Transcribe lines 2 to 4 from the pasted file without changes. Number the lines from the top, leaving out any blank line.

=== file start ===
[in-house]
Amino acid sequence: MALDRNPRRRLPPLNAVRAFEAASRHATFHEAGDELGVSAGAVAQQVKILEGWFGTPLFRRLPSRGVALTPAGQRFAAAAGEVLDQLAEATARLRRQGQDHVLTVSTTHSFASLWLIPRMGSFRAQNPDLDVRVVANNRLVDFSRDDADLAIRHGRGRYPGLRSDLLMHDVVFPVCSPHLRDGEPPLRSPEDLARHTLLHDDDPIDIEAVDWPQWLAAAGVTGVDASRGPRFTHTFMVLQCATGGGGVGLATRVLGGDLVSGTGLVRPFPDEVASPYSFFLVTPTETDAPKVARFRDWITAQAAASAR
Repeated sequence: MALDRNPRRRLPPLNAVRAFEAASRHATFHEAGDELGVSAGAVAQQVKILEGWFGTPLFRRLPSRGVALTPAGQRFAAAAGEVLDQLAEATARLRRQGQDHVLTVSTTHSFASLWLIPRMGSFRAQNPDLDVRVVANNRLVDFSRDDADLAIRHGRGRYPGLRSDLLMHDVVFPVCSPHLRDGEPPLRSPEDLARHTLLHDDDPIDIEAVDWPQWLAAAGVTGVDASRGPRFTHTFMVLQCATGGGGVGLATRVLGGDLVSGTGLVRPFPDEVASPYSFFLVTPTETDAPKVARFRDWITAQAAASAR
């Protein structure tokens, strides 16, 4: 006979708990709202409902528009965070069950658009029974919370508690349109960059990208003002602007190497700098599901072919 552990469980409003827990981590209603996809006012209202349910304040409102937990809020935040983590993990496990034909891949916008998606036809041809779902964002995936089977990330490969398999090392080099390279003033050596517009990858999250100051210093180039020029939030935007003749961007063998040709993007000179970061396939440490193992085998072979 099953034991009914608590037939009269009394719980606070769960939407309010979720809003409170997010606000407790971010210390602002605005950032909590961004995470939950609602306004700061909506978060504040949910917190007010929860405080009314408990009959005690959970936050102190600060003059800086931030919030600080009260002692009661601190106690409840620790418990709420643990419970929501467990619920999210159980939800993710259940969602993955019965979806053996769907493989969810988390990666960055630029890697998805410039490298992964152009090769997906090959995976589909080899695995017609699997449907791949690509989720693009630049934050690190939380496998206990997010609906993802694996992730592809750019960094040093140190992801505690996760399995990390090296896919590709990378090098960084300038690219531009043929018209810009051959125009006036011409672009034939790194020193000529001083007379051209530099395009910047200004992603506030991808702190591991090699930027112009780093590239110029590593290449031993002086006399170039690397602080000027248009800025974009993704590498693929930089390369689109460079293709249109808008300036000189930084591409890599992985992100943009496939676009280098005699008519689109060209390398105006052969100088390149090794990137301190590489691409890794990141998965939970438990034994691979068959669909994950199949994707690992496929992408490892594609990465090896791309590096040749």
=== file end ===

Amino acid sequence: MALDRNPRRRLPPLNAVRAFEAASRHATFHEAGDELGVSAGAVAQQVKILEGWFGTPLFRRLPSRGVALTPAGQRFAAAAGEVLDQLAEATARLRRQGQDHVLTVSTTHSFASLWLIPRMGSFRAQNPDLDVRVVANNRLVDFSRDDADLAIRHGRGRYPGLRSDLLMHDVVFPVCSPHLRDGEPPLRSPEDLARHTLLHDDDPIDIEAVDWPQWLAAAGVTGVDASRGPRFTHTFMVLQCATGGGGVGLATRVLGGDLVSGTGLVRPFPDEVASPYSFFLVTPTETDAPKVARFRDWITAQAAASAR
Repeated sequence: MALDRNPRRRLPPLNAVRAFEAASRHATFHEAGDELGVSAGAVAQQVKILEGWFGTPLFRRLPSRGVALTPAGQRFAAAAGEVLDQLAEATARLRRQGQDHVLTVSTTHSFASLWLIPRMGSFRAQNPDLDVRVVANNRLVDFSRDDADLAIRHGRGRYPGLRSDLLMHDVVFPVCSPHLRDGEPPLRSPEDLARHTLLHDDDPIDIEAVDWPQWLAAAGVTGVDASRGPRFTHTFMVLQCATGGGGVGLATRVLGGDLVSGTGLVRPFPDEVASPYSFFLVTPTETDAPKVARFRDWITAQAAASAR
């Protein structure tokens, strides 16, 4: 006979708990709202409902528009965070069950658009029974919370508690349109960059990208003002602007190497700098599901072919 552990469980409003827990981590209603996809006012209202349910304040409102937990809020935040983590993990496990034909891949916008998606036809041809779902964002995936089977990330490969398999090392080099390279003033050596517009990858999250100051210093180039020029939030935007003749961007063998040709993007000179970061396939440490193992085998072979 099953034991009914608590037939009269009394719980606070769960939407309010979720809003409170997010606000407790971010210390602002605005950032909590961004995470939950609602306004700061909506978060504040949910917190007010929860405080009314408990009959005690959970936050102190600060003059800086931030919030600080009260002692009661601190106690409840620790418990709420643990419970929501467990619920999210159980939800993710259940969602993955019965979806053996769907493989969810988390990666960055630029890697998805410039490298992964152009090769997906090959995976589909080899695995017609699997449907791949690509989720693009630049934050690190939380496998206990997010609906993802694996992730592809750019960094040093140190992801505690996760399995990390090296896919590709990378090098960084300038690219531009043929018209810009051959125009006036011409672009034939790194020193000529001083007379051209530099395009910047200004992603506030991808702190591991090699930027112009780093590239110029590593290449031993002086006399170039690397602080000027248009800025974009993704590498693929930089390369689109460079293709249109808008300036000189930084591409890599992985992100943009496939676009280098005699008519689109060209390398105006052969100088390149090794990137301190590489691409890794990141998965939970438990034994691979068959669909994950199949994707690992496929992408490892594609990465090896791309590096040749």